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Archived: Greenwich Primary Care Drug and Alcohol Service

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Inspection report

Date of Inspection: 14 January 2014
Date of Publication: 23 January 2014
Inspection Report published 23 January 2014 PDF

People should get safe and appropriate care that meets their needs and supports their rights (outcome 4)

Meeting this standard

We checked that people who use this service

  • Experience effective, safe and appropriate care, treatment and support that meets their needs and protects their rights.

How this check was done

We looked at the personal care or treatment records of people who use the service, carried out a visit on 14 January 2014, observed how people were being cared for and checked how people were cared for at each stage of their treatment and care. We talked with people who use the service and talked with staff.

Our judgement

Care and treatment was planned and delivered in a way that was intended to ensure people's safety and welfare.

Reasons for our judgement

People’s needs were assessed and care and treatment was planned and delivered in line with their individual care plan. We reviewed the files for ten people who used the service. These showed that people had to have an initial needs assessment which looked at various areas such as their use of alcohol, drugs, mental health, family situation, housing and finances. One member of staff told us that this allowed the service to see whether people needed support from other external agencies such as the DWP or housing. People were also required to attend a full medical check with the service's doctor and the service liaised with people's GP's to get further information on their medical history. A care plan would be then be created and it would be discussed with the person about what treatment they could receive. Records we reviewed showed that people attended groups and one to one sessions to address areas which had been identified in their care plans. For example one person's care plan said that the person would reduce their use of a particular illicit substance. This would be achieved by the person engaging in group therapy, taking their medication and attending appointments with the doctor. We saw in another person's file that when they had not been attending appointments, staff had attempted to contact them and arrange meetings to address how they could help the person follow their treatment programme.

Care and treatment was planned and delivered in a way that was intended to ensure people’s safety and welfare. We saw evidence in the files we looked at that people had risk assessments and risk management plans in place. The risk assessments and risk management plans looked at areas such as substance misuse related risks, risk of harm to others and physical health. They also provided direction for staff and the person on how to manage or minimise the risk. For example one person who was at risk of relapse was encouraged to attend their relapse prevention appointments and staff were encouraged to educate them on their drug use and how it affected them.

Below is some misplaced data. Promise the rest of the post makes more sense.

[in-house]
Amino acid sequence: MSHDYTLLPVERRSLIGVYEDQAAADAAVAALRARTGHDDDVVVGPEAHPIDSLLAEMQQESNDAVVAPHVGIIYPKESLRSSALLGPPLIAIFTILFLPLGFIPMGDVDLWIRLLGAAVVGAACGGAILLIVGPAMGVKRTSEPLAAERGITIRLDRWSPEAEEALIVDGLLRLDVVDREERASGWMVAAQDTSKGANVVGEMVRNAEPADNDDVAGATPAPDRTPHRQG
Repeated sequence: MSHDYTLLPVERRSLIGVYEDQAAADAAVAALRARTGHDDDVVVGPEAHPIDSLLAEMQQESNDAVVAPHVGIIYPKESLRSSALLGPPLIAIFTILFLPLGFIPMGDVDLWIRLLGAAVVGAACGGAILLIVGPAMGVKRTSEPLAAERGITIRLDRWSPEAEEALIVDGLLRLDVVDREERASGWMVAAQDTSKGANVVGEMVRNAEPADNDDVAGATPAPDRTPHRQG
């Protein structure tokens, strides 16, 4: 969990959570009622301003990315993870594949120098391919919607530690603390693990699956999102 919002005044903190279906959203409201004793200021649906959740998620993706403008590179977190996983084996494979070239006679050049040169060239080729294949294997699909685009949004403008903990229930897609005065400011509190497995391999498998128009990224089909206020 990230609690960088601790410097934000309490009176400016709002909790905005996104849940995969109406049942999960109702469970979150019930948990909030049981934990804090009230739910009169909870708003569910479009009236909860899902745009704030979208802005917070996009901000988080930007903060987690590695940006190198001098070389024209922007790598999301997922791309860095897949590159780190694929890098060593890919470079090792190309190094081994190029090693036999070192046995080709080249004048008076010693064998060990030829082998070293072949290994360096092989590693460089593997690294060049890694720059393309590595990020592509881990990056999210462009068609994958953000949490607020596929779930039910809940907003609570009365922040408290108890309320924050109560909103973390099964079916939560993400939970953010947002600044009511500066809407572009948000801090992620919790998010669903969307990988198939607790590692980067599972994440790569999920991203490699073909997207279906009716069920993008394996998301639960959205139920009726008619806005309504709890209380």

We spoke to three people who used the service. One person told us "They have helped me more than anything and have gone out of their way to help me sort things out." They also said "Coming here stops me being bored and it has been good for me here, I have been to other places, but here you walk in and you feel safe and welcomed." Another person said "They say I can change, we talk about change here." Still another said "This is the second time I have come back here and I only came back so quickly because my previous experience was so good. All the staff I have met here have been nice, you really feel like they are rooting for you and have my best interests at heart."

Two people we spoke with who used the service told us that they felt staff treated them with respect and dignity and did not talk down to them. We spoke to staff about treating people with respect and dignity. One person said they were conscious of the language they used and the tone of their voice. Another said that they looked at people's cultural needs and ensured they took these into account when supporting people. They also said that they were conscious of the language that they used and they were sensitive with people who had children and how they felt about coming to the service.

We observed during our visit that staff spoke to people in a very friendly manner. People in the communal areas appeared to be comfortable and relaxed. We noted that people went into the communal kitchen and made themselves tea and coffee.

There were arrangements in place to deal with foreseeable emergencies. We were given a panic alarm to take with us when speaking to people and we were told by the registered manager that staff took these into each appointment or session with people. This was in case of staff needing support to deal with a situation. Staff we spoke with said that in the event of an incident they would summon for he